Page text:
This picture is chronologically simple-minded, of course, the way so many of our mental pictures of the past—and our effort to imagine the sheer extent of the past—tend to be. It took hundreds if not thousands of years to kill off the mammoths and the giant ground sloths, and because they reproduced so slowly, there needed to be nothing especially ravenous about the hunting in order to cause their extinction. To eliminate those creatures—the largest mammals to have lived on the planet—it would have taken only a kill here, a kill there, repeated over hundreds of years. “For the people involved in it,” Kolbert writes, “the decline of the megafauna would have been so slow as to be imperceptible.” The paleobiologist John Alroy sums it up with a chronological paradox that’s worth remembering: the megafauna extinction was a “geologically instantaneous ecological catastrophe too gradual to be perceived by the people who unleashed it.” Until just the past couple of decades, the same could be said of the ecological catastrophe we are causing: it was geologically instantaneous but too slow to be perceptible. Now that we perceive it, will it make a difference?

In The Road to Wigan Pier, George Orwell, having been down the pit in Lancashire, stops to think about the economic ubiquity of coal. Substitute the word “fossil fuel” for “coal” (itself a fossil fuel), and you have our predicament. “Practically everything we do,” Orwell wrote, “from eating an ice to crossing the Atlantic, from baking a loaf to writing a novel, involves the use of coal, directly or indirectly. For all the arts of peace, coal is needed; if war breaks out, it is needed all the more.”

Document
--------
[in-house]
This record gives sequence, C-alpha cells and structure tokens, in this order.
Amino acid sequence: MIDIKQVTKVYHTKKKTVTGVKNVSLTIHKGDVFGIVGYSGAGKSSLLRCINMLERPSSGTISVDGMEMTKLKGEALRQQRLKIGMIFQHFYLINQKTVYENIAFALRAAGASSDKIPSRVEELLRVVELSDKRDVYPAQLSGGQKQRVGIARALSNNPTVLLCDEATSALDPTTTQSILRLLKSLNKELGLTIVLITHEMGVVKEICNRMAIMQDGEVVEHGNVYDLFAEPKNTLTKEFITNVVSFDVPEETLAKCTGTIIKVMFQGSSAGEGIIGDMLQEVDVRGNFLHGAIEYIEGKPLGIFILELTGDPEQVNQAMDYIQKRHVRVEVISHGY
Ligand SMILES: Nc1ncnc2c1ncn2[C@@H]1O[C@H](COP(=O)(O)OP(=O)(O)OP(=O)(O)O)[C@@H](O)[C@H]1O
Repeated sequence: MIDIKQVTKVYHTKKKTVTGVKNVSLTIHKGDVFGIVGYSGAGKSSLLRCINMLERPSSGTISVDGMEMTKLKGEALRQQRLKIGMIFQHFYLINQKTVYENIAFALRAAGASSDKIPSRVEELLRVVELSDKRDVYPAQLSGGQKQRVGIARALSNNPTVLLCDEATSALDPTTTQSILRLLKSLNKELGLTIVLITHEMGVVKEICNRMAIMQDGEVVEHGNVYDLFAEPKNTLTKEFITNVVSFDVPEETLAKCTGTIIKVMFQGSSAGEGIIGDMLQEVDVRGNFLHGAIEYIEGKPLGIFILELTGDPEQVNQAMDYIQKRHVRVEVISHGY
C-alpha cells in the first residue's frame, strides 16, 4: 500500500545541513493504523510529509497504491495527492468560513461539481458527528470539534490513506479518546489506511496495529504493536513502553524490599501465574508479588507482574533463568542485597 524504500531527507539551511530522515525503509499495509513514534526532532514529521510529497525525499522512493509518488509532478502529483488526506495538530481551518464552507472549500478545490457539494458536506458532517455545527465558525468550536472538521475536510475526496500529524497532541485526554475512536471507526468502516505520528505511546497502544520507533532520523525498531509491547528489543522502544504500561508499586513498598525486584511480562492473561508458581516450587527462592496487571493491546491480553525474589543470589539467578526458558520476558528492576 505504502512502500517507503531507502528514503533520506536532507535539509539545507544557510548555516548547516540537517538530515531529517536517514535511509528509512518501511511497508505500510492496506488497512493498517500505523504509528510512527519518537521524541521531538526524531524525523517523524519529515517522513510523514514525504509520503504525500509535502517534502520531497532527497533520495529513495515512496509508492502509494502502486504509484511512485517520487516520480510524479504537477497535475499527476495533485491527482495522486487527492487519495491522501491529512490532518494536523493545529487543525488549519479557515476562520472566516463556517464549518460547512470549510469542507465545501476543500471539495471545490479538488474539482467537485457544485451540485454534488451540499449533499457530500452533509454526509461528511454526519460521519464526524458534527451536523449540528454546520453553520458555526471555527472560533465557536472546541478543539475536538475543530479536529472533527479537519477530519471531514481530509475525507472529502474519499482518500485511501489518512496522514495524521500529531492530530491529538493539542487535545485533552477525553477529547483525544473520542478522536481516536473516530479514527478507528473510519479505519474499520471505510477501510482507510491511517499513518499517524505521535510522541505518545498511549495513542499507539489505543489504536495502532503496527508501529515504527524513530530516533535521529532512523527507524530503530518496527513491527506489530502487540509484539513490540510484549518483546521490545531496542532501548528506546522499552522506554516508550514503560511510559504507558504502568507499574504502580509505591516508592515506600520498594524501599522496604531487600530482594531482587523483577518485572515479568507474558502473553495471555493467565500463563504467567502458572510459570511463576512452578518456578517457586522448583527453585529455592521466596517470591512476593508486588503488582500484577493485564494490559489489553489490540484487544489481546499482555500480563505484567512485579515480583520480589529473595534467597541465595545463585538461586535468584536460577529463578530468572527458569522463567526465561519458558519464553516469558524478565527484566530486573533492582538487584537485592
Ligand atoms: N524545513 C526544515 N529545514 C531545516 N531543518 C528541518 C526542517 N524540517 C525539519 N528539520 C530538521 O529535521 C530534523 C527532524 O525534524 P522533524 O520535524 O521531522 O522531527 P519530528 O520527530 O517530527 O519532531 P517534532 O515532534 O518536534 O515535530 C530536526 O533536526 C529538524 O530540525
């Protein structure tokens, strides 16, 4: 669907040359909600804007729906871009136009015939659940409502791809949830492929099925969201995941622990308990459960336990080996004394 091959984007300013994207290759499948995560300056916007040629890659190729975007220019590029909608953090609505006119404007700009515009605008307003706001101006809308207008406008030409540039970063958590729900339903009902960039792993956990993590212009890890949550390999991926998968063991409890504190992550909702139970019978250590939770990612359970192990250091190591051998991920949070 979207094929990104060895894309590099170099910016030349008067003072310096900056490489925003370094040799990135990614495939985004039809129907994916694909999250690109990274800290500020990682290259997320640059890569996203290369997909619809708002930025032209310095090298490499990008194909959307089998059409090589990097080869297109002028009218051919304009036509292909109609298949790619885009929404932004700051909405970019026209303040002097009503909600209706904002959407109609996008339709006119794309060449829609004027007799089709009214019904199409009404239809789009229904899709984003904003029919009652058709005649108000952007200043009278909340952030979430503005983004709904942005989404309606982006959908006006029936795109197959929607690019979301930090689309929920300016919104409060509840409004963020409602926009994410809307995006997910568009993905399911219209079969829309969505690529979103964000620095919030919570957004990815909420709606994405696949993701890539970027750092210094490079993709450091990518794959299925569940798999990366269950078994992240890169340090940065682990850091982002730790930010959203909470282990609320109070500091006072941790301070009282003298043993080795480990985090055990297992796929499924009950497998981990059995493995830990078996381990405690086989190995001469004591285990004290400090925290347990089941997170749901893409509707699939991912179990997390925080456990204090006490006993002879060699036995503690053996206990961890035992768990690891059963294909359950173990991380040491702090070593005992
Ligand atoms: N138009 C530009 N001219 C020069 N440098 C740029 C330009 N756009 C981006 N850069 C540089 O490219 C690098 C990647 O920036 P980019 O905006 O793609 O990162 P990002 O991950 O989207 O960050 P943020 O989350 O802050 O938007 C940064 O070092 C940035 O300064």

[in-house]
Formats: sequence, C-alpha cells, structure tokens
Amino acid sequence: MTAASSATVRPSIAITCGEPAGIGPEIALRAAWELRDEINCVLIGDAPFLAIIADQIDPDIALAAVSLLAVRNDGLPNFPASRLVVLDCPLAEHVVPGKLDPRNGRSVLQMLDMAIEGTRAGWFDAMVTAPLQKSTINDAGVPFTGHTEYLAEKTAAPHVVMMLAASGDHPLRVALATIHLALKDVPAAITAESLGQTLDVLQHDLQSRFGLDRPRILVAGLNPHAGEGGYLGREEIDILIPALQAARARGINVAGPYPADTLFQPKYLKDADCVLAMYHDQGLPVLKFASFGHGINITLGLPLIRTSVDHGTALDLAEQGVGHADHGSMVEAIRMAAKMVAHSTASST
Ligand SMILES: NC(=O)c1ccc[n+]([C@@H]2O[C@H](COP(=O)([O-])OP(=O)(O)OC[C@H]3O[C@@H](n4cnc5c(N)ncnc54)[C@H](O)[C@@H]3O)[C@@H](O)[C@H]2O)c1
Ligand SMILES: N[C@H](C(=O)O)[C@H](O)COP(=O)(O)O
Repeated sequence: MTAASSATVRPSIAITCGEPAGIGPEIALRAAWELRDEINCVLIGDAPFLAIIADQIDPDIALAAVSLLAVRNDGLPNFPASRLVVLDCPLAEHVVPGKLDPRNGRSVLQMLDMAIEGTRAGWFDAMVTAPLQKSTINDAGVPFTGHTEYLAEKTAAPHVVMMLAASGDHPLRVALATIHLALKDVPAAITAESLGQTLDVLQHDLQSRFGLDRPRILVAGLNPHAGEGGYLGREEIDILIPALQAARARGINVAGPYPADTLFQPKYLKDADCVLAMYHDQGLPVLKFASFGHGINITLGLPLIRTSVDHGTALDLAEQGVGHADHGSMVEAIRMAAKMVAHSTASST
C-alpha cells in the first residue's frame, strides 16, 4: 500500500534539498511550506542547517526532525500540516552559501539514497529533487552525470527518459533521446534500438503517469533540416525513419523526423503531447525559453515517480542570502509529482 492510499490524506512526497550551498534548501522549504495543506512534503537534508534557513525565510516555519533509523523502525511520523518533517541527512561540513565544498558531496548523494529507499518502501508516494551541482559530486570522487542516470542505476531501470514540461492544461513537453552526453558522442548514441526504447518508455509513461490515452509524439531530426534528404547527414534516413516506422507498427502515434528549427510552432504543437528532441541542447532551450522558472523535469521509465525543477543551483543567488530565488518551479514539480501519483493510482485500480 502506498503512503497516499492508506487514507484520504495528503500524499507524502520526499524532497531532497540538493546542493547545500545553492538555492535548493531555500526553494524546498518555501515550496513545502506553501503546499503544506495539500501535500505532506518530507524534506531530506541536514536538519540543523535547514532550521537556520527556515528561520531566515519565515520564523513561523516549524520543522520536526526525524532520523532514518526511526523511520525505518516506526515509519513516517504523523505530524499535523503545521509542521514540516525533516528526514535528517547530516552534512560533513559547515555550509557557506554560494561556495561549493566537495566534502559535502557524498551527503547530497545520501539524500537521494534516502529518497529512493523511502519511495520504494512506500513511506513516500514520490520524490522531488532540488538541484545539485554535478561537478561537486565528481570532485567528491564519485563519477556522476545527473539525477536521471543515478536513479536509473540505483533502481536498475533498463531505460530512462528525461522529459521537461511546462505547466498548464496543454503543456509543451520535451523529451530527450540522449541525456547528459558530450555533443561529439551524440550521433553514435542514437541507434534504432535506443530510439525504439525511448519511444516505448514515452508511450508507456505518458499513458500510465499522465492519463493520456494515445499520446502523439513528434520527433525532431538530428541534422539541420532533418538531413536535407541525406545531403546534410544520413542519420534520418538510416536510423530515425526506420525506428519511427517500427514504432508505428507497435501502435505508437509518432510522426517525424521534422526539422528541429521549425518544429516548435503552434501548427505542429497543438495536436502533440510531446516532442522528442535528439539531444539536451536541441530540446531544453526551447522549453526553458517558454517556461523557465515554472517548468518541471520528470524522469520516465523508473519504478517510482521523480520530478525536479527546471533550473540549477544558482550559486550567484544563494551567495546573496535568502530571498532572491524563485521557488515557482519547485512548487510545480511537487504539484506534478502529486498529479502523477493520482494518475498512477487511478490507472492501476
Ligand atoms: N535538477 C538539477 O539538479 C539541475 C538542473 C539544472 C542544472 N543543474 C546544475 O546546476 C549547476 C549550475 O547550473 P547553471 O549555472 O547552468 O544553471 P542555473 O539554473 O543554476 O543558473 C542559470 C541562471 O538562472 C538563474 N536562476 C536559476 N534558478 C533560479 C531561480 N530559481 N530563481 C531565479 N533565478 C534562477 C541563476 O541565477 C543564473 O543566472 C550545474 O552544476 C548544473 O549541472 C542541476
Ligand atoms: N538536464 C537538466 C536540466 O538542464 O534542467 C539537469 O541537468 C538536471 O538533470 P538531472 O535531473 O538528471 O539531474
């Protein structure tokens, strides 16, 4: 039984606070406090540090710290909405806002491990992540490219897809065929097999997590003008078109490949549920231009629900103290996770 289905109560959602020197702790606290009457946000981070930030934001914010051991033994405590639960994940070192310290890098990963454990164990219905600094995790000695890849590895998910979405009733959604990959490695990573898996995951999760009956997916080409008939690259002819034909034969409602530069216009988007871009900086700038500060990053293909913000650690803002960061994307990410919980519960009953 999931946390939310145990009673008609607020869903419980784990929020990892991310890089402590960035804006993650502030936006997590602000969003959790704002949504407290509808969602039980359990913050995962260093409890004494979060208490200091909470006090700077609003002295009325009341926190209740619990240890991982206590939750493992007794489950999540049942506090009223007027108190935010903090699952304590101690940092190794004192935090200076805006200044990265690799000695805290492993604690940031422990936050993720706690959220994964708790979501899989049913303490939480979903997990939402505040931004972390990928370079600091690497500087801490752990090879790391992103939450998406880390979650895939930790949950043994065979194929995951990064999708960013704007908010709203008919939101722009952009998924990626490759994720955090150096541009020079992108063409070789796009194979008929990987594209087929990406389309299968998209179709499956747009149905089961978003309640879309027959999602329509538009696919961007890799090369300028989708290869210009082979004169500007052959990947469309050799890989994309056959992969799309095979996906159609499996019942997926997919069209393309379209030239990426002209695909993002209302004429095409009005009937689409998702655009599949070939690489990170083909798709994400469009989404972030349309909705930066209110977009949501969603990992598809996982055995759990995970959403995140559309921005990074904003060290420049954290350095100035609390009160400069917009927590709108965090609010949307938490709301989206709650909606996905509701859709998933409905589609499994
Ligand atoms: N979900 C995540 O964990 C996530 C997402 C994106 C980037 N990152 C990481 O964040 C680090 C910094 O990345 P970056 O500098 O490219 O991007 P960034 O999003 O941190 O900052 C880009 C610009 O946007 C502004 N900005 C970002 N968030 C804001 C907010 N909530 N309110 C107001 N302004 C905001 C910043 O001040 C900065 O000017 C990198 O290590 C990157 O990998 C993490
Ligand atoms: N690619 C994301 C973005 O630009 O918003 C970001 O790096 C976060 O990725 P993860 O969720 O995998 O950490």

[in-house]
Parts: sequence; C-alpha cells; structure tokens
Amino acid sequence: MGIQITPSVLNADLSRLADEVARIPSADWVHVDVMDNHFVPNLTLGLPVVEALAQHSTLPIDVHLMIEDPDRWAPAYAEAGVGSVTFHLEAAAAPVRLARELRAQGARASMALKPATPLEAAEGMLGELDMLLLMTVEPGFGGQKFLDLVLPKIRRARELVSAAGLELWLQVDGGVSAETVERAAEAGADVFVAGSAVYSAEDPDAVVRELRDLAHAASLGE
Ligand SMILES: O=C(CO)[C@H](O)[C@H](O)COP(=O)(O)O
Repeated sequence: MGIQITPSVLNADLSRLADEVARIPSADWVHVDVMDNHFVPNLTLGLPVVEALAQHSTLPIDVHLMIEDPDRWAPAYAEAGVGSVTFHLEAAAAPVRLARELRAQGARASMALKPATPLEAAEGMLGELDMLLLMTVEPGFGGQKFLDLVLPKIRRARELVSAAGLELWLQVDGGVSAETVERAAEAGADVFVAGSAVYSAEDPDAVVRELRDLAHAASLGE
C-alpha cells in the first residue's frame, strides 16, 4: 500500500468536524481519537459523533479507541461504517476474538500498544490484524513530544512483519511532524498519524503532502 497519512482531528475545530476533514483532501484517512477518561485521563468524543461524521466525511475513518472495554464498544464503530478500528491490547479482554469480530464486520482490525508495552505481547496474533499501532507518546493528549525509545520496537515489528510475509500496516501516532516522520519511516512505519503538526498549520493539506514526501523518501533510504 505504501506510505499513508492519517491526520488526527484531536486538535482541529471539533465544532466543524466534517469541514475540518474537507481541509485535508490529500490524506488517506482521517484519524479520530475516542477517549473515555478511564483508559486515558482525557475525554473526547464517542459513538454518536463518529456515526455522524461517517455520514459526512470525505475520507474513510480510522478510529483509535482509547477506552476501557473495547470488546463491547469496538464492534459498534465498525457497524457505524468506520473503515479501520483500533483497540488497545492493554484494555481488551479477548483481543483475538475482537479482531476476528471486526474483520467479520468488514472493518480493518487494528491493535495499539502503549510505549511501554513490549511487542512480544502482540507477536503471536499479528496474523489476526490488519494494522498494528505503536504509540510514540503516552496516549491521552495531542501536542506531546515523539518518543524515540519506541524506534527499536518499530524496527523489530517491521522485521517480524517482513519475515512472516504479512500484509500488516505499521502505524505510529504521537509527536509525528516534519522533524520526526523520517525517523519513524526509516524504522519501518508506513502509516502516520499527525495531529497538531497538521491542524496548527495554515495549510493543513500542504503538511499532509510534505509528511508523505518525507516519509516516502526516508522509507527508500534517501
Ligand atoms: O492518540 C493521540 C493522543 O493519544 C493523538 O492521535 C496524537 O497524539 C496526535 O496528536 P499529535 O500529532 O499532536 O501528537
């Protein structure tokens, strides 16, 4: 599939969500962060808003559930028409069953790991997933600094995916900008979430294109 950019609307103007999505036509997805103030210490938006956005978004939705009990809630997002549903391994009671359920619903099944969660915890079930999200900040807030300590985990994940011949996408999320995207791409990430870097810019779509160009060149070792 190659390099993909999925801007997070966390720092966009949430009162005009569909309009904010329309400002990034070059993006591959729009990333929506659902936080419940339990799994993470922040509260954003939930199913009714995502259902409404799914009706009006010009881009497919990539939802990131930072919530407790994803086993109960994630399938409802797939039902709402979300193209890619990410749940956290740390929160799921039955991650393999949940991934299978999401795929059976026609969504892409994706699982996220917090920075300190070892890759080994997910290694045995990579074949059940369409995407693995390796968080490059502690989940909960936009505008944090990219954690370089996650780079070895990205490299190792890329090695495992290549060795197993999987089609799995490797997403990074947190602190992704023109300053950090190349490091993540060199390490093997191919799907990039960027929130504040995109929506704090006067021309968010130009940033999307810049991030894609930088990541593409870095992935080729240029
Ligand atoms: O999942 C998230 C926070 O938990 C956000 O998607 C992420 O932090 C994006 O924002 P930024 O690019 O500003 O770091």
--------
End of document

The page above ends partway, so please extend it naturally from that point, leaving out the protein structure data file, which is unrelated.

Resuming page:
But what Orwell is really talking about is awareness. “Coal has got to be forthcoming,” he writes, “but on the whole we are not aware of it.” And he points out, we prefer not to be aware of it or of the means and consequences of getting it. So it is with our economic lives now. It’s all too easy to think of extinction as a series of one-off events in the past, caused by unexpected catastrophe or the extraordinary folly of humans or, perhaps, the exceptional stupidity (i.e., tameness) of some creatures. The dinosaurs, the passenger pigeon, and the dodo come to mind.


There are many different immediate causes for the different extinctions occurring now—deforestation, destruction and fragmentation of habitat, rising temperatures, increasing acidity in the oceans, the feverish global traffic that has helped spread chytrid fungi around the world, destroying amphibian populations wherever it’s found. But all these causes can be resolved into one: the ordinary, daily economic activity of our species at this point in its history. As Kolbert notes, to understand extinction, you don’t have to imagine a poacher killing elephants with an AK-47. “You can picture yourself, holding a book on your lap.”